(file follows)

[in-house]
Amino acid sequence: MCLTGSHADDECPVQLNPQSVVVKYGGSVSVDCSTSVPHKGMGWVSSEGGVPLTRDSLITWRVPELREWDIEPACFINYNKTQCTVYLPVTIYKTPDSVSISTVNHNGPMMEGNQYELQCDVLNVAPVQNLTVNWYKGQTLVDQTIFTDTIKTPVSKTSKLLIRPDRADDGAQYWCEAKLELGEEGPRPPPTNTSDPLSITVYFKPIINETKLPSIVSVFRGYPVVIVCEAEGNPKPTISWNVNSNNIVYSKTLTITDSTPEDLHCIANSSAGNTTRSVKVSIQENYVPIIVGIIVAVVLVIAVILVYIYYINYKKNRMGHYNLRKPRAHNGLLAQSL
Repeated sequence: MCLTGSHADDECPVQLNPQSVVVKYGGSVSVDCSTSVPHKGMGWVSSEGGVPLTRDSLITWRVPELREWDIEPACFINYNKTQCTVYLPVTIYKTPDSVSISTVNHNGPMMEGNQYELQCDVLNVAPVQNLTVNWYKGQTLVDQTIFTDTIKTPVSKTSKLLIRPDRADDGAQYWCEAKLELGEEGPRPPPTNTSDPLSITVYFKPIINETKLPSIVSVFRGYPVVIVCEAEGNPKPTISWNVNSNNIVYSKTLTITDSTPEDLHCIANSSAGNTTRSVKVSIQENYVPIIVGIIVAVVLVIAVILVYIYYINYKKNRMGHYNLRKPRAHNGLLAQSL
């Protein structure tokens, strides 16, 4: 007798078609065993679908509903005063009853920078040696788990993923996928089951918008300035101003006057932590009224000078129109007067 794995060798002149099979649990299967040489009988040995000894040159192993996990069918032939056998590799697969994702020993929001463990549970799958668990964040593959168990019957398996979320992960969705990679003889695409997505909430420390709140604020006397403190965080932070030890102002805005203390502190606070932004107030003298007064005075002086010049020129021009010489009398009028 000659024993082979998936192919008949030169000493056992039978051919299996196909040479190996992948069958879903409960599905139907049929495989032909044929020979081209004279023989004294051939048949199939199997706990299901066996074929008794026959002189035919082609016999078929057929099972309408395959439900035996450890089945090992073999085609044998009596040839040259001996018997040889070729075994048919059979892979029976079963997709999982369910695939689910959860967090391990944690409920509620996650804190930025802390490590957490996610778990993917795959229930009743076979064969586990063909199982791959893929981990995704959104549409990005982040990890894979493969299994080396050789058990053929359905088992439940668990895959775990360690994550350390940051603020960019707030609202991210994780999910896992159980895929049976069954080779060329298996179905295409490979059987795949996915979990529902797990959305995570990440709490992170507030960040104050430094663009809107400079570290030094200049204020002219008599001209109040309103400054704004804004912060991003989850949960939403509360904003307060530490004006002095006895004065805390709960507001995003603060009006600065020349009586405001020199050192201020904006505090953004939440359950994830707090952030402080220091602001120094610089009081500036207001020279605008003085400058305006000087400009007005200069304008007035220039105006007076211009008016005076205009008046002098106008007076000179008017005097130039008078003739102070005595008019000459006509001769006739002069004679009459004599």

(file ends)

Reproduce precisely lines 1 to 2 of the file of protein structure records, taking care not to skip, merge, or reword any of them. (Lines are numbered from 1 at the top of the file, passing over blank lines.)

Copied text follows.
[in-house]
Amino acid sequence: MCLTGSHADDECPVQLNPQSVVVKYGGSVSVDCSTSVPHKGMGWVSSEGGVPLTRDSLITWRVPELREWDIEPACFINYNKTQCTVYLPVTIYKTPDSVSISTVNHNGPMMEGNQYELQCDVLNVAPVQNLTVNWYKGQTLVDQTIFTDTIKTPVSKTSKLLIRPDRADDGAQYWCEAKLELGEEGPRPPPTNTSDPLSITVYFKPIINETKLPSIVSVFRGYPVVIVCEAEGNPKPTISWNVNSNNIVYSKTLTITDSTPEDLHCIANSSAGNTTRSVKVSIQENYVPIIVGIIVAVVLVIAVILVYIYYINYKKNRMGHYNLRKPRAHNGLLAQSL